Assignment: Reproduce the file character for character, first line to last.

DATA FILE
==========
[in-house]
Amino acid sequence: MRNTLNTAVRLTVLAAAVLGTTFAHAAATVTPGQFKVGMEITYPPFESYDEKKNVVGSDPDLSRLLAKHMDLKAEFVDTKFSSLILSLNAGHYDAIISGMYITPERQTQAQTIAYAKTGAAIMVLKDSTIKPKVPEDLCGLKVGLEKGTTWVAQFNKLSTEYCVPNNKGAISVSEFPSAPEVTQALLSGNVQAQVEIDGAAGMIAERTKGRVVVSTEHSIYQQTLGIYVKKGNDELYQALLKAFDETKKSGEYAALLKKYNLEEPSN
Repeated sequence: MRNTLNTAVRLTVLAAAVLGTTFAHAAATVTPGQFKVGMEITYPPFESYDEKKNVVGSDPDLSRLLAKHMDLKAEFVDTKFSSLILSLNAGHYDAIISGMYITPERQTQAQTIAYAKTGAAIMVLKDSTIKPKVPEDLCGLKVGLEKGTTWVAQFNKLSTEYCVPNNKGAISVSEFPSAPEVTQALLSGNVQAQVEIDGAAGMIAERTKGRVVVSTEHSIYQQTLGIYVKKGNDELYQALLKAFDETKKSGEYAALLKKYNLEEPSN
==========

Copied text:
[in-house]
Amino acid sequence: MRNTLNTAVRLTVLAAAVLGTTFAHAAATVTPGQFKVGMEITYPPFESYDEKKNVVGSDPDLSRLLAKHMDLKAEFVDTKFSSLILSLNAGHYDAIISGMYITPERQTQAQTIAYAKTGAAIMVLKDSTIKPKVPEDLCGLKVGLEKGTTWVAQFNKLSTEYCVPNNKGAISVSEFPSAPEVTQALLSGNVQAQVEIDGAAGMIAERTKGRVVVSTEHSIYQQTLGIYVKKGNDELYQALLKAFDETKKSGEYAALLKKYNLEEPSN
Repeated sequence: MRNTLNTAVRLTVLAAAVLGTTFAHAAATVTPGQFKVGMEITYPPFESYDEKKNVVGSDPDLSRLLAKHMDLKAEFVDTKFSSLILSLNAGHYDAIISGMYITPERQTQAQTIAYAKTGAAIMVLKDSTIKPKVPEDLCGLKVGLEKGTTWVAQFNKLSTEYCVPNNKGAISVSEFPSAPEVTQALLSGNVQAQVEIDGAAGMIAERTKGRVVVSTEHSIYQQTLGIYVKKGNDELYQALLKAFDETKKSGEYAALLKKYNLEEPSN